Is butter a staple in your house? It definitely is in ours!
For decades, butter has been pitted as evil and unhealthy and scary, despite it being a glorious traditional food. It basically started back in the 1950s when a researcher named Ancel Keys proposed his idea and a study that showed a relationship between the amount of saturated fat and cholesterol in one’s diet and the incidence of heart disease. Sadly that study was skewed. He had data from something like 22 countries…but cherry picked ones to present to make it appear like there was a correlation. The flaws of his research have been pointed out by many researchers since then. Even if they hadn’t, his “results” certainly don’t support what we are seeing today in the public’s health. The attack on saturated fats has been running rampant for decades and so Americans have avoided it like the plague and turned to different sources of fats. However, we still have plenty of heart disease and high cholesterol incidences, don’t we? Big Food companies that produced items like margarine and vegetable oils worked behind the scenes to promote further research that would demonize saturated fats. Recent research, however, has shown that butter is not quite the enemy it’s been made out to be.
As I said before, butter is a glorious traditional food! Weston Price found butter was a staple in the diets of many traditional cultures, even though these isolated cultures didn’t know the names of the vitamins like we do today. They still recognized the importance of this food for their health. Yes, it’s a saturated fat. Well, partly saturated fat. All fats are a combination of saturated, monounsaturated, and polyunsaturated fats. Butter is about 40-60% saturated fat. The absolute best butter is the stuff that’s naturally deep yellow in color. The deepest yellow butter will come from cows that graze on fresh rapidly growing unsprayed grass (not Skittles!). This butter has the most fat-soluble vitamins, particularly vitamin A in its true form of retinol. According to the book, Nourishing Traditions by Sally Fallon, “[Weston Price] called these vitamins “activators” or “catalysts”. Without them, […] we are not able to utilize the minerals we ingest, no matter how abundant they may be in our diets. He also believed the fat-soluble vitamins to be necessary for absorption of the water-soluble vitamins.” She goes on to mention its importance in things like growth, healthy bones, brain and nervous system development, and normal sexual development.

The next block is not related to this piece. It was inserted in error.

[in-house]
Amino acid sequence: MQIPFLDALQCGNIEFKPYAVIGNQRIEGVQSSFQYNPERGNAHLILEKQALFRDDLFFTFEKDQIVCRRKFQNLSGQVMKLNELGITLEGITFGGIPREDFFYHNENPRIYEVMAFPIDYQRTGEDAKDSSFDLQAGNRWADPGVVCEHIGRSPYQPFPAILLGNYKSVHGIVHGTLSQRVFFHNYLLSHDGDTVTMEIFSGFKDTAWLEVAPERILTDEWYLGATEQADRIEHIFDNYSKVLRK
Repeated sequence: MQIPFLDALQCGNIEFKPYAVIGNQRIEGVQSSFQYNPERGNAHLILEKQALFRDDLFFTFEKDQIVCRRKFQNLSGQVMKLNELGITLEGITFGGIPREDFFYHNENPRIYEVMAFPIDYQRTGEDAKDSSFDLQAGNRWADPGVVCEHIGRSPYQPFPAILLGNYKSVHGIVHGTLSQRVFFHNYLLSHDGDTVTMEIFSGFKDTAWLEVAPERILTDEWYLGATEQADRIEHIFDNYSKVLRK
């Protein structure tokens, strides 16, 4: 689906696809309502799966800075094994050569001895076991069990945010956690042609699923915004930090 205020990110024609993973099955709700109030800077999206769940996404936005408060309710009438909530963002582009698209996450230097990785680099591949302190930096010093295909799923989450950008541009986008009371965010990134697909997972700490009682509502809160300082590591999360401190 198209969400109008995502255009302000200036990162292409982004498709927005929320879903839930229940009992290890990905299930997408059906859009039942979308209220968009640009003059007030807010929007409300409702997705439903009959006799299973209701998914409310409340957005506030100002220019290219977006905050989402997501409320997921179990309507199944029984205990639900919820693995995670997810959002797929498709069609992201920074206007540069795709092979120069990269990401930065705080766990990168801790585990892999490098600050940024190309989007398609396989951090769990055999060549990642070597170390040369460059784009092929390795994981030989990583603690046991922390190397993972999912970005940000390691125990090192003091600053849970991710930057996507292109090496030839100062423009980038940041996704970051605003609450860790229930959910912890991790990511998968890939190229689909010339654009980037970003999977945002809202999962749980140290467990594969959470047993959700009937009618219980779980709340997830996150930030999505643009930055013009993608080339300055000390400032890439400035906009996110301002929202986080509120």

So basically, butter is a superfood, but again, as long as it’s from grass-fed pastured cows. We use Kerrygold here most of the time (who have their cows out on pasture about 300 days of the year), but one thing I enjoy doing is making butter. Have you ever attempted it? It’s a little bit of a process but let me tell you, the result is amazingly delicious! This could be a fun project for your little helpers too! Here’s how it goes:
I start out with a pint of organic grass-fed heavy cream and fill a pint size mason jar about half way. (I personally will only use heavy cream, never heavy whipping cream. The point of me making butter is to get as pure and fresh a product as possible. Most whipping creams that I’ve seen have extra ingredients like carrageenan and chemical stabilizers. For that reason, I’ve never even tried it, so it may technically work the same, it may not, but I like my butter to be pure.)